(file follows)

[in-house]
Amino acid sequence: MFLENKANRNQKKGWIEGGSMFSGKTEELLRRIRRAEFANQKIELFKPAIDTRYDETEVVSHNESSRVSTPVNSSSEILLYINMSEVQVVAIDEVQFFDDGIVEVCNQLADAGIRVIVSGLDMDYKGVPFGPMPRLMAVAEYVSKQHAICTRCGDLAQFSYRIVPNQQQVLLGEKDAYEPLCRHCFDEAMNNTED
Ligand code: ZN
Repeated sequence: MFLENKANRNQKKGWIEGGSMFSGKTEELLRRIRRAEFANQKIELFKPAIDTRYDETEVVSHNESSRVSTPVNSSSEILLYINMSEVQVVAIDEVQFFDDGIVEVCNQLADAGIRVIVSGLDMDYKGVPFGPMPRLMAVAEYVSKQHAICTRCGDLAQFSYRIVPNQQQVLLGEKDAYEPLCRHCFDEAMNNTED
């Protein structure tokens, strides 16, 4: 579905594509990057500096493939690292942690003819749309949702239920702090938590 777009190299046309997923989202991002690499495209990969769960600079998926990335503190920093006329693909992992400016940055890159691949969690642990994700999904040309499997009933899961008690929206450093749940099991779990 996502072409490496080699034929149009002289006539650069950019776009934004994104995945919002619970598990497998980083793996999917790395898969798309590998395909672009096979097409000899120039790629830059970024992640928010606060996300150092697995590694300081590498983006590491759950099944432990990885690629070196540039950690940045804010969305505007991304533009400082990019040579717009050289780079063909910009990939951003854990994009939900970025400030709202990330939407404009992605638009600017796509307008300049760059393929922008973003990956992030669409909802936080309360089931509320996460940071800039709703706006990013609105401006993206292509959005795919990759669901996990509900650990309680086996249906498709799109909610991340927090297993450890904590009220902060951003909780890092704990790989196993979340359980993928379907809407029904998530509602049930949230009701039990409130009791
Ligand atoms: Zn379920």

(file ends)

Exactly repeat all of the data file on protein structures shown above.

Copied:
[in-house]
Amino acid sequence: MFLENKANRNQKKGWIEGGSMFSGKTEELLRRIRRAEFANQKIELFKPAIDTRYDETEVVSHNESSRVSTPVNSSSEILLYINMSEVQVVAIDEVQFFDDGIVEVCNQLADAGIRVIVSGLDMDYKGVPFGPMPRLMAVAEYVSKQHAICTRCGDLAQFSYRIVPNQQQVLLGEKDAYEPLCRHCFDEAMNNTED
Ligand code: ZN
Repeated sequence: MFLENKANRNQKKGWIEGGSMFSGKTEELLRRIRRAEFANQKIELFKPAIDTRYDETEVVSHNESSRVSTPVNSSSEILLYINMSEVQVVAIDEVQFFDDGIVEVCNQLADAGIRVIVSGLDMDYKGVPFGPMPRLMAVAEYVSKQHAICTRCGDLAQFSYRIVPNQQQVLLGEKDAYEPLCRHCFDEAMNNTED
């Protein structure tokens, strides 16, 4: 579905594509990057500096493939690292942690003819749309949702239920702090938590 777009190299046309997923989202991002690499495209990969769960600079998926990335503190920093006329693909992992400016940055890159691949969690642990994700999904040309499997009933899961008690929206450093749940099991779990 996502072409490496080699034929149009002289006539650069950019776009934004994104995945919002619970598990497998980083793996999917790395898969798309590998395909672009096979097409000899120039790629830059970024992640928010606060996300150092697995590694300081590498983006590491759950099944432990990885690629070196540039950690940045804010969305505007991304533009400082990019040579717009050289780079063909910009990939951003854990994009939900970025400030709202990330939407404009992605638009600017796509307008300049760059393929922008973003990956992030669409909802936080309360089931509320996460940071800039709703706006990013609105401006993206292509959005795919990759669901996990509900650990309680086996249906498709799109909610991340927090297993450890904590009220902060951003909780890092704990790989196993979340359980993928379907809407029904998530509602049930949230009701039990409130009791
Ligand atoms: Zn379920």